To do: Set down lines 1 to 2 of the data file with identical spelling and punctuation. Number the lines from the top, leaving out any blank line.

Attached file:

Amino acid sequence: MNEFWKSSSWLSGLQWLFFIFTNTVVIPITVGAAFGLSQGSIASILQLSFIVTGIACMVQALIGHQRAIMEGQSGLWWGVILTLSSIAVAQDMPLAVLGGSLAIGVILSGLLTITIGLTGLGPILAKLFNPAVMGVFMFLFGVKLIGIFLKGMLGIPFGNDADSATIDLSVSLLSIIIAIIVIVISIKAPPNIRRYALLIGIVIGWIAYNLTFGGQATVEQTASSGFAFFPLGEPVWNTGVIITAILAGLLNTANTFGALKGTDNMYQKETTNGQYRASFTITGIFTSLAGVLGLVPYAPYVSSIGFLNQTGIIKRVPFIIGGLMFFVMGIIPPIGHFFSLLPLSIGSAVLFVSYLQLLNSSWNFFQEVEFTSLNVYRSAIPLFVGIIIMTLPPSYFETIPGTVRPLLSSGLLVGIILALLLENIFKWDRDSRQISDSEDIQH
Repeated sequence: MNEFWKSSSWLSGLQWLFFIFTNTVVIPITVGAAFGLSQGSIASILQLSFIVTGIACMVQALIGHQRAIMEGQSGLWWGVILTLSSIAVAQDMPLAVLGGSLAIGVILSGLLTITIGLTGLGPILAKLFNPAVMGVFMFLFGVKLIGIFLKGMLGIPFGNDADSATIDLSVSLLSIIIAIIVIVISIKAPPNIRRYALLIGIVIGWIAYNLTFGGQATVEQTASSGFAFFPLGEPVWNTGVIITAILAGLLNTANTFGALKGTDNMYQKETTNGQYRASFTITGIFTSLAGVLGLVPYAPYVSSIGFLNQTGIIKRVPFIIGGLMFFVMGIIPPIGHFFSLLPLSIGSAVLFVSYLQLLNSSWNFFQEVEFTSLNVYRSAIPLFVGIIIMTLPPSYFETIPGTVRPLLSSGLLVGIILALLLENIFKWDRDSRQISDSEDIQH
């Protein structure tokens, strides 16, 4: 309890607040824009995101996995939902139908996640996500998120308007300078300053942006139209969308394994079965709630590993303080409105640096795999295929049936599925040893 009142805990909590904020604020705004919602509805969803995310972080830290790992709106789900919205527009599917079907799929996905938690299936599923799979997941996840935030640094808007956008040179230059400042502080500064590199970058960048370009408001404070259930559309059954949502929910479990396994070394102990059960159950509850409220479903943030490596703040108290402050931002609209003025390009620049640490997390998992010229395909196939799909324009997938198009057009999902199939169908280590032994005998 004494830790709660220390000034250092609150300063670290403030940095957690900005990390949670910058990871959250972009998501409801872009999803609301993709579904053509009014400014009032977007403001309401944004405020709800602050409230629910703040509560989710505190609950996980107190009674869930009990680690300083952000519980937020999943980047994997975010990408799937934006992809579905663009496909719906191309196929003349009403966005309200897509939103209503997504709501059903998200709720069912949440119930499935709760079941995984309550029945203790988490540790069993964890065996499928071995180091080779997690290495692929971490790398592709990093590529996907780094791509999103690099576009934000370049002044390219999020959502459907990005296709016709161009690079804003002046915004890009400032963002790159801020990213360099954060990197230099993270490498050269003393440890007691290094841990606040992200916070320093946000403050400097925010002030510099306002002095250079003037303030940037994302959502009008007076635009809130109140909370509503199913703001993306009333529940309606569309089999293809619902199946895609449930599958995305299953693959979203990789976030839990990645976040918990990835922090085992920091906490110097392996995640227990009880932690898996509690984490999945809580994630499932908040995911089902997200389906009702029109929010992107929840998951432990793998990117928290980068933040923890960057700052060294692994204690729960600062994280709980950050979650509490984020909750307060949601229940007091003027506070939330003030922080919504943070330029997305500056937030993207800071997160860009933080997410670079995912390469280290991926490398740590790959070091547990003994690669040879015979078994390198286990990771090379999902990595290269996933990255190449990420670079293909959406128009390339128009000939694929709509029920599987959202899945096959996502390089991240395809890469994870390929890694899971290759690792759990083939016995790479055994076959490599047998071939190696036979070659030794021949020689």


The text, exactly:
Amino acid sequence: MNEFWKSSSWLSGLQWLFFIFTNTVVIPITVGAAFGLSQGSIASILQLSFIVTGIACMVQALIGHQRAIMEGQSGLWWGVILTLSSIAVAQDMPLAVLGGSLAIGVILSGLLTITIGLTGLGPILAKLFNPAVMGVFMFLFGVKLIGIFLKGMLGIPFGNDADSATIDLSVSLLSIIIAIIVIVISIKAPPNIRRYALLIGIVIGWIAYNLTFGGQATVEQTASSGFAFFPLGEPVWNTGVIITAILAGLLNTANTFGALKGTDNMYQKETTNGQYRASFTITGIFTSLAGVLGLVPYAPYVSSIGFLNQTGIIKRVPFIIGGLMFFVMGIIPPIGHFFSLLPLSIGSAVLFVSYLQLLNSSWNFFQEVEFTSLNVYRSAIPLFVGIIIMTLPPSYFETIPGTVRPLLSSGLLVGIILALLLENIFKWDRDSRQISDSEDIQH
Repeated sequence: MNEFWKSSSWLSGLQWLFFIFTNTVVIPITVGAAFGLSQGSIASILQLSFIVTGIACMVQALIGHQRAIMEGQSGLWWGVILTLSSIAVAQDMPLAVLGGSLAIGVILSGLLTITIGLTGLGPILAKLFNPAVMGVFMFLFGVKLIGIFLKGMLGIPFGNDADSATIDLSVSLLSIIIAIIVIVISIKAPPNIRRYALLIGIVIGWIAYNLTFGGQATVEQTASSGFAFFPLGEPVWNTGVIITAILAGLLNTANTFGALKGTDNMYQKETTNGQYRASFTITGIFTSLAGVLGLVPYAPYVSSIGFLNQTGIIKRVPFIIGGLMFFVMGIIPPIGHFFSLLPLSIGSAVLFVSYLQLLNSSWNFFQEVEFTSLNVYRSAIPLFVGIIIMTLPPSYFETIPGTVRPLLSSGLLVGIILALLLENIFKWDRDSRQISDSEDIQH